Special Issue "Work Stress and the Development of Chronic Diseases"
A special issue of International Journal of Environmental Research and Public Health (ISSN 1660-4601). This special issue belongs to the section "Occupational Safety and Health".
Deadline for manuscript submissions: closed (30 November 2017)
Prof. Dr. Jian Li
1. Institute of Occupational, Social and Environmental Medicine, Centre for Health and Society, Faculty of Medicine, University of Düsseldorf, Universitätsstrasse 1, Düsseldorf 40225, Germany
2. Department of Environmental Health Sciences, Fielding School of Public Health; School of Nursing, University of California Los Angeles, 650 Charles E. Young Drive South, Los Angeles, CA, 90095, USA
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We are organizing a Special Issue on the impact of work stress on the development of chronic diseases in the International Journal of Environmental Research and Public Health. The venue is a peer-reviewed scientific journal that publishes articles and communications in the interdisciplinary area of environmental health sciences and public health. For detailed information on the journal, we refer you to https://www.mdpi.com/journal/ijerph.
In times of ageing populations, people work and live longer, but, while aging, they also suffer more often from chronic diseases. Analyzing the impact of work stress on the development of chronic diseases is, therefore, a topic of high relevance to science, as well as to policy. Considerable advances have been recently achieved with the availability of large data sets from epidemiological cohort studies, applying validated, theory-based measures of work stress. However, there are still many gaps of knowledge, e.g., concerning health outcomes other than affective or cardiovascular disorders, concerning psychobiological pathways linking chronic stress with diseases, or concerning health effects of interventions targeting stressful work.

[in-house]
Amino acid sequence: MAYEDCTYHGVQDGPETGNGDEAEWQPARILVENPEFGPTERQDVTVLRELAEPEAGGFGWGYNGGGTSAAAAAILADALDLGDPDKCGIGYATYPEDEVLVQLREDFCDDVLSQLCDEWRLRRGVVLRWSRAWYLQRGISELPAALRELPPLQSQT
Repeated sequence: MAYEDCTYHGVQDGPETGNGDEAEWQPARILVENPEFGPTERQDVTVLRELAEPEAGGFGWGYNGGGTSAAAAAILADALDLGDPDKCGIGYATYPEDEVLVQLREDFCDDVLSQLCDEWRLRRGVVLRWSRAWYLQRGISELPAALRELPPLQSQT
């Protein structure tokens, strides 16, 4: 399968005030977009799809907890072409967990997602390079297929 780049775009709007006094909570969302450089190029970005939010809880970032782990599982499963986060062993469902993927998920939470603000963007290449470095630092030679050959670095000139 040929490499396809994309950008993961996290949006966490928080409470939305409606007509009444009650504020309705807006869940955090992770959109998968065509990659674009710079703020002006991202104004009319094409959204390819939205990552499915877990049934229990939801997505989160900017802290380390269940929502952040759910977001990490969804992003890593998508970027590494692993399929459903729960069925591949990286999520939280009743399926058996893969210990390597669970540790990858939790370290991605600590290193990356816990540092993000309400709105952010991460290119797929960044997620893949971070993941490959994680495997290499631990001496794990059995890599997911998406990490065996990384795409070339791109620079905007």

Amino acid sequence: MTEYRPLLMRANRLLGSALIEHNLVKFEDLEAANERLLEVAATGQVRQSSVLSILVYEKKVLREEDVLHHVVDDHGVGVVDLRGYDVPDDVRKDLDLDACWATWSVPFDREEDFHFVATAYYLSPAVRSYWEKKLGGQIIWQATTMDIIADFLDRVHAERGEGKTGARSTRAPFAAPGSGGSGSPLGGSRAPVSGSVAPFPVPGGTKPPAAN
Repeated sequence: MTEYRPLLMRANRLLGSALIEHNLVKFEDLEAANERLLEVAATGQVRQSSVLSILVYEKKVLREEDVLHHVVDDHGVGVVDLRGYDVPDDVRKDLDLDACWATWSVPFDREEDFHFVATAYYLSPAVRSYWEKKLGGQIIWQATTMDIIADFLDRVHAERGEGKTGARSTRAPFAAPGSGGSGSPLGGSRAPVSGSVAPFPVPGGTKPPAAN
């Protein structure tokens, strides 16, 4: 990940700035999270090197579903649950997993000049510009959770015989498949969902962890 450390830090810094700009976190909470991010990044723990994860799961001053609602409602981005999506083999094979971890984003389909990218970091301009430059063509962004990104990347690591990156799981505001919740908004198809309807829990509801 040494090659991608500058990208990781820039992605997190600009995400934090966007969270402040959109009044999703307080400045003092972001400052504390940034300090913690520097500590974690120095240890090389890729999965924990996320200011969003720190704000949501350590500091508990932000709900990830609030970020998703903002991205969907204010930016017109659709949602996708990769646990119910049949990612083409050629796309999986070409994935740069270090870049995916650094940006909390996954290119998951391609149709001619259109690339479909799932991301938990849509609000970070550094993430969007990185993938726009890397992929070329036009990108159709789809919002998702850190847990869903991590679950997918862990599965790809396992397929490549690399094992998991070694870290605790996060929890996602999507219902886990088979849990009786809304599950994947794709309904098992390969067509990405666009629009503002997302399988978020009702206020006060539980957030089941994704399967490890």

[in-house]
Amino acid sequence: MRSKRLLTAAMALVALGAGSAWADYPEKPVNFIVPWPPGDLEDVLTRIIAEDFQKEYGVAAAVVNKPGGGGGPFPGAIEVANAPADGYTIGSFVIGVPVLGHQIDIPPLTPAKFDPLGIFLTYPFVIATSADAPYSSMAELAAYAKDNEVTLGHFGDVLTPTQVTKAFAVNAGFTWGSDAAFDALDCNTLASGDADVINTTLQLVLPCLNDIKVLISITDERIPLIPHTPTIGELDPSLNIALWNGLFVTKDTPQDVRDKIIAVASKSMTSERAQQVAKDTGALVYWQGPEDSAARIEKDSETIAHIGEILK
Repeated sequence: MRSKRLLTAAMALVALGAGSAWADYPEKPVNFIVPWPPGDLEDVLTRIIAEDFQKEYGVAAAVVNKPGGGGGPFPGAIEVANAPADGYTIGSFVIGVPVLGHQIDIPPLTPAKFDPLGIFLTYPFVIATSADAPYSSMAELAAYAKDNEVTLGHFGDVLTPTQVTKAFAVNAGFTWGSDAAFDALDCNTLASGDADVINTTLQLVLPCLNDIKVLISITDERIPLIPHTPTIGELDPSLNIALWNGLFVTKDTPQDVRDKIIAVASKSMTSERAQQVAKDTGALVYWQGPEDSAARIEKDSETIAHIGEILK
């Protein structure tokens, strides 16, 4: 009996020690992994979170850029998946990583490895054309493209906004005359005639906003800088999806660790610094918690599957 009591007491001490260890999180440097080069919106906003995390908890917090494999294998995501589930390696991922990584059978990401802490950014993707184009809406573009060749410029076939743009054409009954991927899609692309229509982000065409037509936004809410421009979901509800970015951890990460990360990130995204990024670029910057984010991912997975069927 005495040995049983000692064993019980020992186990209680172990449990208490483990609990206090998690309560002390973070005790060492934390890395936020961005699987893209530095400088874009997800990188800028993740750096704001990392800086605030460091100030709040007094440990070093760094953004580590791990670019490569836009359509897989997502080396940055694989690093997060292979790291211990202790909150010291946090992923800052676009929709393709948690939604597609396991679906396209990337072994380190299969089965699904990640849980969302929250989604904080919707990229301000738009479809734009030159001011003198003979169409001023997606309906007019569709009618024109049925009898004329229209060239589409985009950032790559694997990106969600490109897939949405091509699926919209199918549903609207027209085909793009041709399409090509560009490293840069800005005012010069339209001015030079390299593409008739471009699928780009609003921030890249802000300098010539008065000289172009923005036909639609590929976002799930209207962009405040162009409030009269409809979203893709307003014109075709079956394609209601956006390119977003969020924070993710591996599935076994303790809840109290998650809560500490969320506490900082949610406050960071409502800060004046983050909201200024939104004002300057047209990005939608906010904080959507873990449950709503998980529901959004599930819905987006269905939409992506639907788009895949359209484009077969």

With this Special Issue, we invite you to submit high-quality original research articles or reviews that provide solid new findings extending the current state of knowledge. Preference will be given to contributions using longitudinal data and or experimental/intervention designs. Studies with cross-sectional design will only be considered as exceptions if convincingly justified. All manuscripts will be peer-reviewed by experts in the field, and would be due no later than the end of November 2017.
Prof. Dr. Johannes Siegrist
Dr. Jian Li
- Work stress
- Job insecurity
- Theoretical models of work stress
- Stress-related disorders
- Life course influences
- Cohort studies
- Psychobiological pathways